The director of Aberdeen Offshore Wind Farm project has said the development will look to take on up to 20 full-time workers to operate and maintain the site once completed.
Adam Ezzamel said the Vattenfall run project would also operate in conjunction with the Ormonde Wind Farm in the Irish Sea.
He said that the jobs would be “mainly new” in Aberdeen, “with support from those involved on the Ormonde site”.
He said: “We’ll be operating and maintaining them on a shared basis but it’s likely that directly on the ground between ourselves and our direct contractor we’ll have in the region of 20 full-time people working on the wind farm and a much larger number supporting the supply chain, but it’s difficult to quantify that.”
Confirming the project had installed all 11 suction bucket jackets with no hitches; Mr Ezzamel said the development was still on track to be commissioned and producing electricity by summer 2018.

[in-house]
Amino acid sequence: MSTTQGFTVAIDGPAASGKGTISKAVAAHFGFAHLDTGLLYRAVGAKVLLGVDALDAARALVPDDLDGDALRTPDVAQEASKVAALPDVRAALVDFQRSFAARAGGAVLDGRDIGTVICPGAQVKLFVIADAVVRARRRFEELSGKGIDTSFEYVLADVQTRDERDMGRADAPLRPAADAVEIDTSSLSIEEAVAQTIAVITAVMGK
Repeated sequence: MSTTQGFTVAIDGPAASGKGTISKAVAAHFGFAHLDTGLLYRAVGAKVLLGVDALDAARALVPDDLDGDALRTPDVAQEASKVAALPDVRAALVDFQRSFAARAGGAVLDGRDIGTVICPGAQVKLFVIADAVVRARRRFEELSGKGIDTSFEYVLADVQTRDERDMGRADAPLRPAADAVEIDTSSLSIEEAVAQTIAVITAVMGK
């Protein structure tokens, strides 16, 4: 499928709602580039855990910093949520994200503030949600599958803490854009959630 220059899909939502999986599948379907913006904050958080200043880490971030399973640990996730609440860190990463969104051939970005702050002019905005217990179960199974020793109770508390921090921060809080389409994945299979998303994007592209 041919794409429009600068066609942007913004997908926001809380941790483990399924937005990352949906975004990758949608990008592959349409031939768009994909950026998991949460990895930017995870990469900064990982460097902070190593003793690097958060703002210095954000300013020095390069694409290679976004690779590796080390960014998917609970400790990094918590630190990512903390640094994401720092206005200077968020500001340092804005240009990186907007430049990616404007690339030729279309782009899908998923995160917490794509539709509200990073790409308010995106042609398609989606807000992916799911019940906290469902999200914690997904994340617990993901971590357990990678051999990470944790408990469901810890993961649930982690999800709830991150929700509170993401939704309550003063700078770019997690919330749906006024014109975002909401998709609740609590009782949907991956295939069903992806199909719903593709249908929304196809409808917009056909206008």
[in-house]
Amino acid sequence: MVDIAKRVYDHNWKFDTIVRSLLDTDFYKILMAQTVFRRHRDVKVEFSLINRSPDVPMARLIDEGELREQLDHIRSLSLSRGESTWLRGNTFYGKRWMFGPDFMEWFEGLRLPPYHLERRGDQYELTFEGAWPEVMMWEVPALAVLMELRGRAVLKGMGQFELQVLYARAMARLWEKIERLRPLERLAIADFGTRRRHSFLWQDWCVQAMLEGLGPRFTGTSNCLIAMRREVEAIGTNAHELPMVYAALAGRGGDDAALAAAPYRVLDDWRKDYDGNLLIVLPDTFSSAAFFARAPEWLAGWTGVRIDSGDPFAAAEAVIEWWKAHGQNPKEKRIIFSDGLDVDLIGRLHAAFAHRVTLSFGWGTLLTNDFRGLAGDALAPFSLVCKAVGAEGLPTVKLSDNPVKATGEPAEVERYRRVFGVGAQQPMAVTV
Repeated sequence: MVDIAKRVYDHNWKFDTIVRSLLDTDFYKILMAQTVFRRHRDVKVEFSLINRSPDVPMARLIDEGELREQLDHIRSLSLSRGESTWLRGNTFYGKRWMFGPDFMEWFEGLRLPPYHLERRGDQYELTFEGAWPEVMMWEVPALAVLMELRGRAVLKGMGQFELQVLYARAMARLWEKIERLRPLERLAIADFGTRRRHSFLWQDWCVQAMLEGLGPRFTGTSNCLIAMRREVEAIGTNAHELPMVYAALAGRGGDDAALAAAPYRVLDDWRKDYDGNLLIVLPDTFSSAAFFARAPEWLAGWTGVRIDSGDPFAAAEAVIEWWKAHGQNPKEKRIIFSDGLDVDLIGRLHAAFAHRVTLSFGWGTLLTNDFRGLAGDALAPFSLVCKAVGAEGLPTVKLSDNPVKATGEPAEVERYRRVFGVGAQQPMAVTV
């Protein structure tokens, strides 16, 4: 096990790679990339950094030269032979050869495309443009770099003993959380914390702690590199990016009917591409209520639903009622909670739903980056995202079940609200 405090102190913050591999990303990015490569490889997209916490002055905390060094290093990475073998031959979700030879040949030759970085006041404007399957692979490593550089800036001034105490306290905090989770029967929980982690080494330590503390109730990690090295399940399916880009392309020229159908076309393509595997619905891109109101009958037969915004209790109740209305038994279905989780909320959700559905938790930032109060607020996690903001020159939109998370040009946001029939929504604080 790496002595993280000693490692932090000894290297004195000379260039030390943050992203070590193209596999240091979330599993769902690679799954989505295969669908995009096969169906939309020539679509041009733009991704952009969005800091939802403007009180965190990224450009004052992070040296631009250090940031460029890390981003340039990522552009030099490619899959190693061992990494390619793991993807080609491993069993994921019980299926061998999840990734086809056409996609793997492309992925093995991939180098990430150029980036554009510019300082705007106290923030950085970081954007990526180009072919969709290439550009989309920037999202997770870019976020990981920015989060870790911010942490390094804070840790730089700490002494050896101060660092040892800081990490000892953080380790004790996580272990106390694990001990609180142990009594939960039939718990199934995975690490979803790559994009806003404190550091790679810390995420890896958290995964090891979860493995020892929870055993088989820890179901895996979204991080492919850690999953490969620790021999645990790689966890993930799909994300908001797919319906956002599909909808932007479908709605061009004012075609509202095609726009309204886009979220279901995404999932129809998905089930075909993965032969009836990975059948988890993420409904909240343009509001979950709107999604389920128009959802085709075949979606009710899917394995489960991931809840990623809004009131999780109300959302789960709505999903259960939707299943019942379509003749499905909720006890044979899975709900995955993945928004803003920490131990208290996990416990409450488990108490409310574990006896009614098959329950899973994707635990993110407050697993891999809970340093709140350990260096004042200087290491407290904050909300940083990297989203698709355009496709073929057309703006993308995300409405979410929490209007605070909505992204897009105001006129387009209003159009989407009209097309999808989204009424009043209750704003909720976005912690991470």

He said that adverse weather due to the Beast from the East had caused “significant challenges” but that he was pleased with the speed of construction.
Mr Ezzamel said the Aberdeen Offshore Wind Farm had also managed to exceed the proposed number of Scottish companies it would contract as part of the development.
He said the project, also known as the European Offshore Wind Deployment Centre (EOWDC), had contracted “well in excess of 100 companies” during the development phase and that the “number continues to go up”.
He added part of the success of the development was down to how well it has been received in Aberdeen due to the city being “naturally inclined towards heavy offshore engineering”.
He said: “We’ve certainly put in a huge amount of work and time and effort into preparing the local community for what was about to be built on their doorstep, but also to sell the benefits of what we’re doing.
“They understand the narrative, they understand the challenge of cutting emissions and climate change and the threats that it poses.
“People in Aberdeen are very naturally inclined towards heavy offshore engineering work with the city’s history in the oil and gas industry so there is a lot of natural interest in what we’re doing offshore which has been great for us.”